Cardin, Markey In Wall Street Journal: U.S. Is Already A Signatory To Test Ban Treaty
We were disappointed to read Senate Republicans’ letter to President Obama regarding his intention to pursue a U.N. Security Council resolution on the Comprehensive Nuclear Test Ban Treaty (“Republican Senators Decry Obama’s Nuclear Ban Effort,” U.S. News, Sept. 9). While the U.S. isn’t yet a party to the CTBT, we are a signatory and, since 1992 our own national policy prevents the testing of nuclear weapons in line with the treaty’s main goal.
Setting aside the important but broader debate about constitutional prerogatives of the executive and legislative branches raised by our colleagues, this letter can be read only as a partisan attack on the president based on speculation completely at odds with the administration’s stated goal. According to Secretary of State John Kerry, the U.S. is seeking a nonbinding resolution that reinforces the international norm against nuclear testing and the value of the monitoring system established to detect and confirm nuclear explosions anywhere on the planet. The vital importance of this system was once again underscored last week after it verified North Korea’s fifth nuclear test.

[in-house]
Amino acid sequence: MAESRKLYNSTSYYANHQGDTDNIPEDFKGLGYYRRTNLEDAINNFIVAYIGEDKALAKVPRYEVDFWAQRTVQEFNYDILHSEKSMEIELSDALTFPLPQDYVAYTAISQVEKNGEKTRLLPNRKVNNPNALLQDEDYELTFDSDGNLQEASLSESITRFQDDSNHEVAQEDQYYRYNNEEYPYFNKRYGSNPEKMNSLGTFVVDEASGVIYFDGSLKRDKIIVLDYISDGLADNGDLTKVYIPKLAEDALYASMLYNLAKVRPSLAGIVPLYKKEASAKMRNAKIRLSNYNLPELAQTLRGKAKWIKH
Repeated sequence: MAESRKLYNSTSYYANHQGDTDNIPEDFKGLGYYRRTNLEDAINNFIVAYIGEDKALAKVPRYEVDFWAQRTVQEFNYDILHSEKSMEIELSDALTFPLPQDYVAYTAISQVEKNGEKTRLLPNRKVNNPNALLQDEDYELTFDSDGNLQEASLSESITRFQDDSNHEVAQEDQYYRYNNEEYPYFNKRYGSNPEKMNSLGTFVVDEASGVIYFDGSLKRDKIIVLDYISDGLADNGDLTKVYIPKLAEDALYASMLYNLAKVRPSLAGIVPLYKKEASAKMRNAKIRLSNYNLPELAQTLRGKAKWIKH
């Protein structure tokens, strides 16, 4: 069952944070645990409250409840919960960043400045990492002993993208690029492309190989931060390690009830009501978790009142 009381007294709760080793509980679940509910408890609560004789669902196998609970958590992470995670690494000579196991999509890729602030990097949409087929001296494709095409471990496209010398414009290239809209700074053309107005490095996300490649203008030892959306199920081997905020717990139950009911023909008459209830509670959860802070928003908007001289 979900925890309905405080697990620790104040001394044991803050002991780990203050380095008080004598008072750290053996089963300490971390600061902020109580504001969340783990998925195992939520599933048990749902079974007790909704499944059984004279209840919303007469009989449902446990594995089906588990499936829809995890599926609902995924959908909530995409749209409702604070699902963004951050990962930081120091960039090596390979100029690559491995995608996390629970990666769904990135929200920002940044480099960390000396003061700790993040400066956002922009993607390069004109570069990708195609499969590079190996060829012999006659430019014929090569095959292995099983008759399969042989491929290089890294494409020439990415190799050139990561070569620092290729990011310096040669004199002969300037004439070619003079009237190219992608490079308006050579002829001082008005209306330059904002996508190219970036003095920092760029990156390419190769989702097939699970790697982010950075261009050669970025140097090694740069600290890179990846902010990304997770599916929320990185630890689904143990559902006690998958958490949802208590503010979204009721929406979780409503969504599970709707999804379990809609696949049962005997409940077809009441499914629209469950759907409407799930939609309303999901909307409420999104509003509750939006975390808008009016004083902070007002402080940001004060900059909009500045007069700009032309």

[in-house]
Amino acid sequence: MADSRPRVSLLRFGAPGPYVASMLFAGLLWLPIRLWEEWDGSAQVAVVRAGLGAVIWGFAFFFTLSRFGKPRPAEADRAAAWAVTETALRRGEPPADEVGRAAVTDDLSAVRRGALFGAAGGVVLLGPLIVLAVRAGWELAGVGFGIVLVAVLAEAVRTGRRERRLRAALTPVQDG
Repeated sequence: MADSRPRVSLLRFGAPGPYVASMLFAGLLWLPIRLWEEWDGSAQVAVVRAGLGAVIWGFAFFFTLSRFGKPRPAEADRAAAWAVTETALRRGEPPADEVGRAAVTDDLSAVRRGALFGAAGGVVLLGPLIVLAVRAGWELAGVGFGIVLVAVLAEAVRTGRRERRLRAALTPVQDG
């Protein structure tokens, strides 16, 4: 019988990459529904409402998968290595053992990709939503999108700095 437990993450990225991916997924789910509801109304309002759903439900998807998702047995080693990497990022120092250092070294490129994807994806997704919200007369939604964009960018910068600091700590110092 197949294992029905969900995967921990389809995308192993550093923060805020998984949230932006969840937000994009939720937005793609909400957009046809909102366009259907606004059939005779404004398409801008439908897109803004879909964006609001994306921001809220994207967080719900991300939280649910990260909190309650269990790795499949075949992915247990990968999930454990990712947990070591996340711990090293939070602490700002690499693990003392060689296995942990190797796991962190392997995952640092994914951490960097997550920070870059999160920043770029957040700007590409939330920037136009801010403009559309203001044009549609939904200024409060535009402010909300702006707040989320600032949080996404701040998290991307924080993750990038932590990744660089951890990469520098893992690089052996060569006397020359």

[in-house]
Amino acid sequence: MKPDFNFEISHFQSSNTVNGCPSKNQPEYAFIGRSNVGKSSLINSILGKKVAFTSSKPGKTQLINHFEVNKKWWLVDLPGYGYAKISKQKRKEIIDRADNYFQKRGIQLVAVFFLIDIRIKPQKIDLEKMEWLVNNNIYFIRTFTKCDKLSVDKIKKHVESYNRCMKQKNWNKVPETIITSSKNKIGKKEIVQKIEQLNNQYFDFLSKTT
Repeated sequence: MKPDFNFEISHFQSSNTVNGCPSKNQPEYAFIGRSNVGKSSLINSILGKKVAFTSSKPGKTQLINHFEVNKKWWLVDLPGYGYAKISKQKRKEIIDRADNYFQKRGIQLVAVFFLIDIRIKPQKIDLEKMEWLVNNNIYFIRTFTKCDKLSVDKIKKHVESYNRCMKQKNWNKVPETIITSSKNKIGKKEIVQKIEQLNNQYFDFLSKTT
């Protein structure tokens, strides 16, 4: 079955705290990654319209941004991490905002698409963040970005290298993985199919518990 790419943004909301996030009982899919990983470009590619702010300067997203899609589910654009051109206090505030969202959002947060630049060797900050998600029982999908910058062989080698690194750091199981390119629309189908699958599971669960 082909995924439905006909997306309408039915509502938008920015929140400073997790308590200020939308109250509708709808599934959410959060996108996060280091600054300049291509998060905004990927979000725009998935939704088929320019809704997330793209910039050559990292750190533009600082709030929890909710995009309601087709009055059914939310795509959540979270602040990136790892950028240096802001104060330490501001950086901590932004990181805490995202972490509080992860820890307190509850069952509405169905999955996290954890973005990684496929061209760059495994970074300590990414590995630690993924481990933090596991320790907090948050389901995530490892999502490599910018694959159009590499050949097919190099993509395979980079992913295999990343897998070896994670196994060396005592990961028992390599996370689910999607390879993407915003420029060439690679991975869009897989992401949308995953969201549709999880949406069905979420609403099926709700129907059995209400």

American leadership on nuclear security is needed now more than ever, so it’s hard to believe our colleagues would want to follow through on their political, shortsighted threat to defund this system. And if they agree with our own policy on testing, then isn’t our national security enhanced by reaffirming and promoting a similar practice in more corners of the world?
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